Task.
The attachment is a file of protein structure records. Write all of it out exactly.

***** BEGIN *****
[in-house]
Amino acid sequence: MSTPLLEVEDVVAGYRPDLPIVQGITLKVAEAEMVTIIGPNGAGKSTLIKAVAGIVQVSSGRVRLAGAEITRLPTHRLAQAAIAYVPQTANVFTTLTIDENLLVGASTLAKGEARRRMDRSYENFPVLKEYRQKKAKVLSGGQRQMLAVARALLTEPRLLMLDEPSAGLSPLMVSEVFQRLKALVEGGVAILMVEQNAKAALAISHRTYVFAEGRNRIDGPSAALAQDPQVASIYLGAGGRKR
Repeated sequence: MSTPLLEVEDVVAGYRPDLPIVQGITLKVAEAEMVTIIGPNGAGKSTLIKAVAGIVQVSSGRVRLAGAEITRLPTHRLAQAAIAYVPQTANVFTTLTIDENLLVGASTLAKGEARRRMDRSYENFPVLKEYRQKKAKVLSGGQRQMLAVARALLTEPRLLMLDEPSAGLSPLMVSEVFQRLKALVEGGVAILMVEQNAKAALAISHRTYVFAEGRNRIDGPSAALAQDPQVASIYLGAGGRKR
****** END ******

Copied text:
[in-house]
Amino acid sequence: MSTPLLEVEDVVAGYRPDLPIVQGITLKVAEAEMVTIIGPNGAGKSTLIKAVAGIVQVSSGRVRLAGAEITRLPTHRLAQAAIAYVPQTANVFTTLTIDENLLVGASTLAKGEARRRMDRSYENFPVLKEYRQKKAKVLSGGQRQMLAVARALLTEPRLLMLDEPSAGLSPLMVSEVFQRLKALVEGGVAILMVEQNAKAALAISHRTYVFAEGRNRIDGPSAALAQDPQVASIYLGAGGRKR
Repeated sequence: MSTPLLEVEDVVAGYRPDLPIVQGITLKVAEAEMVTIIGPNGAGKSTLIKAVAGIVQVSSGRVRLAGAEITRLPTHRLAQAAIAYVPQTANVFTTLTIDENLLVGASTLAKGEARRRMDRSYENFPVLKEYRQKKAKVLSGGQRQMLAVARALLTEPRLLMLDEPSAGLSPLMVSEVFQRLKALVEGGVAILMVEQNAKAALAISHRTYVFAEGRNRIDGPSAALAQDPQVASIYLGAGGRKR